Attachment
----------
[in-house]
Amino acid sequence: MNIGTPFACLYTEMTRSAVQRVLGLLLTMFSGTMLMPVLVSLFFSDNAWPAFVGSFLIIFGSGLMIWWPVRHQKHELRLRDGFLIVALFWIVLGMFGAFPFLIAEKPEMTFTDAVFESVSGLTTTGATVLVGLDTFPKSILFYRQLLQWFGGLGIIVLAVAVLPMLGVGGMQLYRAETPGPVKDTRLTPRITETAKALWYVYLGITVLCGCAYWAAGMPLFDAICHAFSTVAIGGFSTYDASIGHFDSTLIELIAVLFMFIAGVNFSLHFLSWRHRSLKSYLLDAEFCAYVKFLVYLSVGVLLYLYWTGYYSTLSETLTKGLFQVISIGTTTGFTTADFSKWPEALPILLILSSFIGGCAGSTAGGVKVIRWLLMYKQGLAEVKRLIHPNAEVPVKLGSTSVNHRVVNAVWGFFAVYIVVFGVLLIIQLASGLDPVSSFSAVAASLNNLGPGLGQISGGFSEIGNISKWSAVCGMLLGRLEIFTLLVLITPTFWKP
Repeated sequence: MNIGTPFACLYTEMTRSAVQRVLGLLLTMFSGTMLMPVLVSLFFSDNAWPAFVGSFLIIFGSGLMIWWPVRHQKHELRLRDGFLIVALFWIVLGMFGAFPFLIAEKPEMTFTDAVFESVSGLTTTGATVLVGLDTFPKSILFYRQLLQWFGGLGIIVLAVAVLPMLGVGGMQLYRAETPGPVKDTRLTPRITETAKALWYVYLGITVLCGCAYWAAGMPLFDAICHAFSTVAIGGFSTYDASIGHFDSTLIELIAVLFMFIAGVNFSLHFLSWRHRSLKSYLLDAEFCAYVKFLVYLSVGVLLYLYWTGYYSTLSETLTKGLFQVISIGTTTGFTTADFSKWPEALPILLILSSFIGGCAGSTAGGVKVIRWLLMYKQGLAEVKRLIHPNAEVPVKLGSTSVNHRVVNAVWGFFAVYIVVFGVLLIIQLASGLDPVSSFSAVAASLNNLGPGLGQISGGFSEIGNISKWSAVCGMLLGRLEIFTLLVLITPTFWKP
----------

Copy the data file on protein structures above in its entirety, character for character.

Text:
[in-house]
Amino acid sequence: MNIGTPFACLYTEMTRSAVQRVLGLLLTMFSGTMLMPVLVSLFFSDNAWPAFVGSFLIIFGSGLMIWWPVRHQKHELRLRDGFLIVALFWIVLGMFGAFPFLIAEKPEMTFTDAVFESVSGLTTTGATVLVGLDTFPKSILFYRQLLQWFGGLGIIVLAVAVLPMLGVGGMQLYRAETPGPVKDTRLTPRITETAKALWYVYLGITVLCGCAYWAAGMPLFDAICHAFSTVAIGGFSTYDASIGHFDSTLIELIAVLFMFIAGVNFSLHFLSWRHRSLKSYLLDAEFCAYVKFLVYLSVGVLLYLYWTGYYSTLSETLTKGLFQVISIGTTTGFTTADFSKWPEALPILLILSSFIGGCAGSTAGGVKVIRWLLMYKQGLAEVKRLIHPNAEVPVKLGSTSVNHRVVNAVWGFFAVYIVVFGVLLIIQLASGLDPVSSFSAVAASLNNLGPGLGQISGGFSEIGNISKWSAVCGMLLGRLEIFTLLVLITPTFWKP
Repeated sequence: MNIGTPFACLYTEMTRSAVQRVLGLLLTMFSGTMLMPVLVSLFFSDNAWPAFVGSFLIIFGSGLMIWWPVRHQKHELRLRDGFLIVALFWIVLGMFGAFPFLIAEKPEMTFTDAVFESVSGLTTTGATVLVGLDTFPKSILFYRQLLQWFGGLGIIVLAVAVLPMLGVGGMQLYRAETPGPVKDTRLTPRITETAKALWYVYLGITVLCGCAYWAAGMPLFDAICHAFSTVAIGGFSTYDASIGHFDSTLIELIAVLFMFIAGVNFSLHFLSWRHRSLKSYLLDAEFCAYVKFLVYLSVGVLLYLYWTGYYSTLSETLTKGLFQVISIGTTTGFTTADFSKWPEALPILLILSSFIGGCAGSTAGGVKVIRWLLMYKQGLAEVKRLIHPNAEVPVKLGSTSVNHRVVNAVWGFFAVYIVVFGVLLIIQLASGLDPVSSFSAVAASLNNLGPGLGQISGGFSEIGNISKWSAVCGMLLGRLEIFTLLVLITPTFWKP